|Interview by Thomas Chau, contributing editor
A student of the Royal Academy of Dramatic Arts, Sean Bean has quite a reputation in London for his many works in theater and the Royal Shakespeare Company. But in the United States, he's probably best known for his rough and gruff characters, including his roles in GoldenEye, The Lord of the Rings: The Fellowship of the Ring, Troy, National Treasure and this summer's The Island. In Flightplan, Sean plays Captain Rich, the pilot of a massive state-of-the-art airplane en route from Germany to the United States.
UGO: Flightplan has a really cool premise. What drew you to the script?
SEAN: I thought it was a really good thriller. I read it and you just don't know what's going to happen next. It's action-packed and interesting. Who is who until the end? Who is a good guy? Who is a bad guy? There are a lot of twists and turns and it was a good movie to work on with Jodie Foster. And Peter Sarsgaard, I think he's really good. It was just a very classic script.
UGO: You seem to always get the "shady" roles where you're the gruff guy and we never know what his intentions are right away. As the captain of this huge plane, does he support Jodie Foster's character or does he not believe her?
SEAN: He's not troubled by it. He thinks it's strange to talk about someone who has lost a child on a plane. I think he's committed to putting the situation out. Obviously, when she becomes more and more desperate, he gets more and more disturbed about the whole situation. It's his responsibilities to maintain calm in this intense situation. It's a matter of whether he believes her. There are points when he does and points where he doesn't. She's either crazy or telling the truth.
UGO: It must be interesting working on a movie like this because I'm imagining most of the movie takes place on this plane and even though it's a huge plane, it's probably one set. Was that claustrophobic at all?
SEAN: It was, yeah. When you have a film crew in there, you can hardly move when you think about the camera, the sound guy, and this and that. That claustrophobia helped in a way. It made seem very tight but it makes you feel like you want to get out but you can't. I've been on planes like that myself and they're quite small. You get the feeling in this film that you can't get off and it gets smaller and smaller as the story goes on.
UGO: It seems like the plane is almost a character in itself...
SEAN: This plane that we're talking about has 700 seats. It's got two levels and seven galleys. It's massive and so sophisticated. It's almost like a small mall or a city. It's got every conceivable comfort option, especially first class, you know what I mean? There's just tons of people there and it takes on its own identity.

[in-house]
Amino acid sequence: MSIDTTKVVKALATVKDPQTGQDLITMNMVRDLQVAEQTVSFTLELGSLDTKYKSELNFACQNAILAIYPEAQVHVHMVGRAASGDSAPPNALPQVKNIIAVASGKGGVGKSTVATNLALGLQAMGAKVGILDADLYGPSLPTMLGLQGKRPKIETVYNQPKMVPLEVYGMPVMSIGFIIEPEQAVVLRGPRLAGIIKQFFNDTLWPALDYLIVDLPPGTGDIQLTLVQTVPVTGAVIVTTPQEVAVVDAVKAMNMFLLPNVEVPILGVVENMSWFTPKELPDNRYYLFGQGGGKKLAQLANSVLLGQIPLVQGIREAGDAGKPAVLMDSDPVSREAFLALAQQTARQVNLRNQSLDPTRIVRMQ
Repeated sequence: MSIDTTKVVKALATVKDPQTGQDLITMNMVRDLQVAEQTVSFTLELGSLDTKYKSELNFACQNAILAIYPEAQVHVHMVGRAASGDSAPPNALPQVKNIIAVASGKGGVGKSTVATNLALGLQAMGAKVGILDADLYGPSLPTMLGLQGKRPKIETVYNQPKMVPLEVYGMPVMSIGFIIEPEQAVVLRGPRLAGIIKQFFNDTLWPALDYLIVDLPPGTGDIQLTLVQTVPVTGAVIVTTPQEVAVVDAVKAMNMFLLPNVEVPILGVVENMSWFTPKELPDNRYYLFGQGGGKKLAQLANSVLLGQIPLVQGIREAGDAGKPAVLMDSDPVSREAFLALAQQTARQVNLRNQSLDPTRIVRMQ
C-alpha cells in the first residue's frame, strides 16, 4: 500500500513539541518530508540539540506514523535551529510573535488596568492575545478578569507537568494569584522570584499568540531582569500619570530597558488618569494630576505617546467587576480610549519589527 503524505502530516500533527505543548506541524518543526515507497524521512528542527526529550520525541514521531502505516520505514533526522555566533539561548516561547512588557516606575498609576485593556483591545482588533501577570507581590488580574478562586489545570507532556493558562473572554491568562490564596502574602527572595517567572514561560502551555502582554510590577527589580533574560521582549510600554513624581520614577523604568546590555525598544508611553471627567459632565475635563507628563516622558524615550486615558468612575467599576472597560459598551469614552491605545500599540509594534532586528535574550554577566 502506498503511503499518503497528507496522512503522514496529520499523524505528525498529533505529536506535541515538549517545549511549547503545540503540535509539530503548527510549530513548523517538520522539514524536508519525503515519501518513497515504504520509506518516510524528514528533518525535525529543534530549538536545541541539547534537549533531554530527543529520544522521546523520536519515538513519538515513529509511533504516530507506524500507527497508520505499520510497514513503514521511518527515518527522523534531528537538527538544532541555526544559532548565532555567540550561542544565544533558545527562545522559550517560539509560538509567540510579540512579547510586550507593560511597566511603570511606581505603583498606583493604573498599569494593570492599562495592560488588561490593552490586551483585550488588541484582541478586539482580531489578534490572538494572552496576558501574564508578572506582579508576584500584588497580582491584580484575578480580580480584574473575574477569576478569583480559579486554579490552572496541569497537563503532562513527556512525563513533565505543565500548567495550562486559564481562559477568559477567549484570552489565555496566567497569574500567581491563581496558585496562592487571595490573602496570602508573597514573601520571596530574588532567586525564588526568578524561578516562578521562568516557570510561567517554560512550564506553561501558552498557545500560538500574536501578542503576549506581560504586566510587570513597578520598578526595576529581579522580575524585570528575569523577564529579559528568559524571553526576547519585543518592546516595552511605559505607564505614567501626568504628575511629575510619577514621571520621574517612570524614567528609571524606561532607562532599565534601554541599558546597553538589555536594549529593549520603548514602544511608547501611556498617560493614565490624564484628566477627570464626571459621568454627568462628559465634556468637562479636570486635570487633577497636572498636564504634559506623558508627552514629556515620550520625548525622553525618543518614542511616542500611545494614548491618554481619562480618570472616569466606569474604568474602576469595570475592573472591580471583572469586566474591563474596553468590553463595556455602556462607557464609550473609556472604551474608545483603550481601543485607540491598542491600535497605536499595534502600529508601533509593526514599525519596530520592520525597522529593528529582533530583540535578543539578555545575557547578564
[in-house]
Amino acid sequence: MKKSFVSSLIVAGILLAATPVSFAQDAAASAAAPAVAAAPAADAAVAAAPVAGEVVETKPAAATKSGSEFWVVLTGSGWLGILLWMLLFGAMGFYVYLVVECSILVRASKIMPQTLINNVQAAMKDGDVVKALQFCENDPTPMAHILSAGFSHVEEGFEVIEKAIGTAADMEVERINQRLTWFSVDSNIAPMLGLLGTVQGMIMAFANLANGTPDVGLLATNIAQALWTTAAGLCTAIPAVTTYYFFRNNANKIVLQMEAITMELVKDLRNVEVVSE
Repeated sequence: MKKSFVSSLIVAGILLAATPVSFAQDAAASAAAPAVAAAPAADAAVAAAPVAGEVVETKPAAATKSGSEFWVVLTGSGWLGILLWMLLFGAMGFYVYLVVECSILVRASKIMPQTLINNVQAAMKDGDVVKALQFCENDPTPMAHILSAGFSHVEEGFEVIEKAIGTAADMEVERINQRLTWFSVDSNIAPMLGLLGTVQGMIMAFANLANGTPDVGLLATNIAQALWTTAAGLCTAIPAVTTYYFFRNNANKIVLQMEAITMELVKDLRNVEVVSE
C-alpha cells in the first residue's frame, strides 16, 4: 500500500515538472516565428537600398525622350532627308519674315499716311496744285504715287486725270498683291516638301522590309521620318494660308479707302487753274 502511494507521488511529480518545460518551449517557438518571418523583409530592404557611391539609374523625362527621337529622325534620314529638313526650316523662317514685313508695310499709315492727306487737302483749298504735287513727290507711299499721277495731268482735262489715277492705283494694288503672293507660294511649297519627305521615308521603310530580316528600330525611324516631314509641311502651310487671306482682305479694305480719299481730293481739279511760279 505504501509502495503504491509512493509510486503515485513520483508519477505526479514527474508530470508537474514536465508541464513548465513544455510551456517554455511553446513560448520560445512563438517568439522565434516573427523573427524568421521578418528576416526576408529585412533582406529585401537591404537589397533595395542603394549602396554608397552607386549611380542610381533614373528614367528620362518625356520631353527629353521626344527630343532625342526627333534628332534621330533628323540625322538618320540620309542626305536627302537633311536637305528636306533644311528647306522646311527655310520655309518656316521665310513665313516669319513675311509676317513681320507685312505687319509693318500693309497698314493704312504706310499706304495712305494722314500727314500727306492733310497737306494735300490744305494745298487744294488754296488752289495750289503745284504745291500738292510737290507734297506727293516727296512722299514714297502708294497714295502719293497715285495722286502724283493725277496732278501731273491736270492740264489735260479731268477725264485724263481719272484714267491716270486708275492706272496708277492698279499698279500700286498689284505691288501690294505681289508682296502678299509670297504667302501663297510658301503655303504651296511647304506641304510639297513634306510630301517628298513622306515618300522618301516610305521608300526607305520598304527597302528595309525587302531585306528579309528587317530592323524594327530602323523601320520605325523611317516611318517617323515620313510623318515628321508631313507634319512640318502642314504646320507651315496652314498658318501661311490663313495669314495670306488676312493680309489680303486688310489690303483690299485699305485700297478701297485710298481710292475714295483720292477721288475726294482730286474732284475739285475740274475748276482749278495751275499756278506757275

UGO: It's somewhat based on the new Airbus coming soon, right?
SEAN: Yeah. I think they just tested them and they're coming out next year. They are quite big. It's not inconceivable that one could get lost in such a plane.
UGO: How was working with Jodie Foster? Was she someone you always wanted to work with?
SEAN: She was focused and intense with her approach. I've always been a big fan of hers. I think Jodie's totally believable so that was good. She tends to reassure your own game. She's a benchmark in acting and quite high. She's quite inspiring.
UGO: Whenever you have a thriller that takes place on a plane now, you can't help but draw connections to current events. Does the movie's suspense reflect a post-9/11 paranoia about airplanes and flying?
SEAN: I think they started developing this before 9/11. Fortunately, some of the elements of the story have brought in some of the reality of traveling now with the heightened security. But it's basically a story about a mother who's lost a child and has to conquer her fears, build her strength, and attempt to save her daughter. Rather than [being] a film about a plane as a weapon of destruction, it's about the psychology between a mother and a daughter and the rest of the people on a plane.
UGO: You've traveled to so many places in the world as an actor. Have you had any scary experiences yourself or are you a calm flyer?
SEAN: I am now. I used to be a bit terrified of flying. In The Lord of the Rings, we had to go up in helicopters and I had to walk the whole way, really [laughs]. I was two hours behind everybody else on top of this mountain because I just didn't want to get in any helicopters. I was terrified of them. But with planes, I'm used to them now. But I still get a bit dodgy with turbulence.
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